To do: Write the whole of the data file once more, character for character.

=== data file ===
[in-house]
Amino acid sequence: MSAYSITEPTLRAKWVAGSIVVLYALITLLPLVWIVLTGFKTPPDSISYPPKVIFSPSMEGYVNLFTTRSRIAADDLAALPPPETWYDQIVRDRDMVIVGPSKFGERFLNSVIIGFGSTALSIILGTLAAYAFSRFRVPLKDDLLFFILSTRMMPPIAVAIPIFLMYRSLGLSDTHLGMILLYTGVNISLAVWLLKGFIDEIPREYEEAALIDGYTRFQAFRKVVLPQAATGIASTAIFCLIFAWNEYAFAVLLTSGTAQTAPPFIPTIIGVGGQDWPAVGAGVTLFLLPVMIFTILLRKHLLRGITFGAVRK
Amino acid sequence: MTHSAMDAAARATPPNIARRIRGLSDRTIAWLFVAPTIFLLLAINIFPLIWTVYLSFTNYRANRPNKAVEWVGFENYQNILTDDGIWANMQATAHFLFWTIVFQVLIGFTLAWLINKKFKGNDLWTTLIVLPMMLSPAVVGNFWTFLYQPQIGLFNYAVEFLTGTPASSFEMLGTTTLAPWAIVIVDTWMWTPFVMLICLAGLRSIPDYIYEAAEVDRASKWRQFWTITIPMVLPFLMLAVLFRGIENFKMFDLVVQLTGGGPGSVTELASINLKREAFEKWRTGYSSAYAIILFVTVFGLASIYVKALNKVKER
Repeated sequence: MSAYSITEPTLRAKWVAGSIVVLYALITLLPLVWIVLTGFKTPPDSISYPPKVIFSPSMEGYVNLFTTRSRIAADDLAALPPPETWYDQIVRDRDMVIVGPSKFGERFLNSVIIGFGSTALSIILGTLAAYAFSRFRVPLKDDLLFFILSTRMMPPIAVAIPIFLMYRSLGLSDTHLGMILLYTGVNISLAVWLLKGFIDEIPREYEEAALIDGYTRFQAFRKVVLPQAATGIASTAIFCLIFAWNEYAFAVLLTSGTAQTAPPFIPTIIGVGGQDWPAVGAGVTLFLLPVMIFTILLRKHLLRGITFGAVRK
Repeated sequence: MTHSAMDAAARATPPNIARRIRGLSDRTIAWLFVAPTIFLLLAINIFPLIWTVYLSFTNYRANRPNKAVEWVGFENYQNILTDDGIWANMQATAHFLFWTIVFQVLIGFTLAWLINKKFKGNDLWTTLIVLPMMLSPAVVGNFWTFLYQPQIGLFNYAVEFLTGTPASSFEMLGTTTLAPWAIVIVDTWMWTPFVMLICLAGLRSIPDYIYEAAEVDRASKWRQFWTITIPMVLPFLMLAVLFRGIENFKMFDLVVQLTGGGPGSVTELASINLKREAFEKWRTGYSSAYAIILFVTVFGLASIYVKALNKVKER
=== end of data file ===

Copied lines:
[in-house]
Amino acid sequence: MSAYSITEPTLRAKWVAGSIVVLYALITLLPLVWIVLTGFKTPPDSISYPPKVIFSPSMEGYVNLFTTRSRIAADDLAALPPPETWYDQIVRDRDMVIVGPSKFGERFLNSVIIGFGSTALSIILGTLAAYAFSRFRVPLKDDLLFFILSTRMMPPIAVAIPIFLMYRSLGLSDTHLGMILLYTGVNISLAVWLLKGFIDEIPREYEEAALIDGYTRFQAFRKVVLPQAATGIASTAIFCLIFAWNEYAFAVLLTSGTAQTAPPFIPTIIGVGGQDWPAVGAGVTLFLLPVMIFTILLRKHLLRGITFGAVRK
Amino acid sequence: MTHSAMDAAARATPPNIARRIRGLSDRTIAWLFVAPTIFLLLAINIFPLIWTVYLSFTNYRANRPNKAVEWVGFENYQNILTDDGIWANMQATAHFLFWTIVFQVLIGFTLAWLINKKFKGNDLWTTLIVLPMMLSPAVVGNFWTFLYQPQIGLFNYAVEFLTGTPASSFEMLGTTTLAPWAIVIVDTWMWTPFVMLICLAGLRSIPDYIYEAAEVDRASKWRQFWTITIPMVLPFLMLAVLFRGIENFKMFDLVVQLTGGGPGSVTELASINLKREAFEKWRTGYSSAYAIILFVTVFGLASIYVKALNKVKER
Repeated sequence: MSAYSITEPTLRAKWVAGSIVVLYALITLLPLVWIVLTGFKTPPDSISYPPKVIFSPSMEGYVNLFTTRSRIAADDLAALPPPETWYDQIVRDRDMVIVGPSKFGERFLNSVIIGFGSTALSIILGTLAAYAFSRFRVPLKDDLLFFILSTRMMPPIAVAIPIFLMYRSLGLSDTHLGMILLYTGVNISLAVWLLKGFIDEIPREYEEAALIDGYTRFQAFRKVVLPQAATGIASTAIFCLIFAWNEYAFAVLLTSGTAQTAPPFIPTIIGVGGQDWPAVGAGVTLFLLPVMIFTILLRKHLLRGITFGAVRK
Repeated sequence: MTHSAMDAAARATPPNIARRIRGLSDRTIAWLFVAPTIFLLLAINIFPLIWTVYLSFTNYRANRPNKAVEWVGFENYQNILTDDGIWANMQATAHFLFWTIVFQVLIGFTLAWLINKKFKGNDLWTTLIVLPMMLSPAVVGNFWTFLYQPQIGLFNYAVEFLTGTPASSFEMLGTTTLAPWAIVIVDTWMWTPFVMLICLAGLRSIPDYIYEAAEVDRASKWRQFWTITIPMVLPFLMLAVLFRGIENFKMFDLVVQLTGGGPGSVTELASINLKREAFEKWRTGYSSAYAIILFVTVFGLASIYVKALNKVKER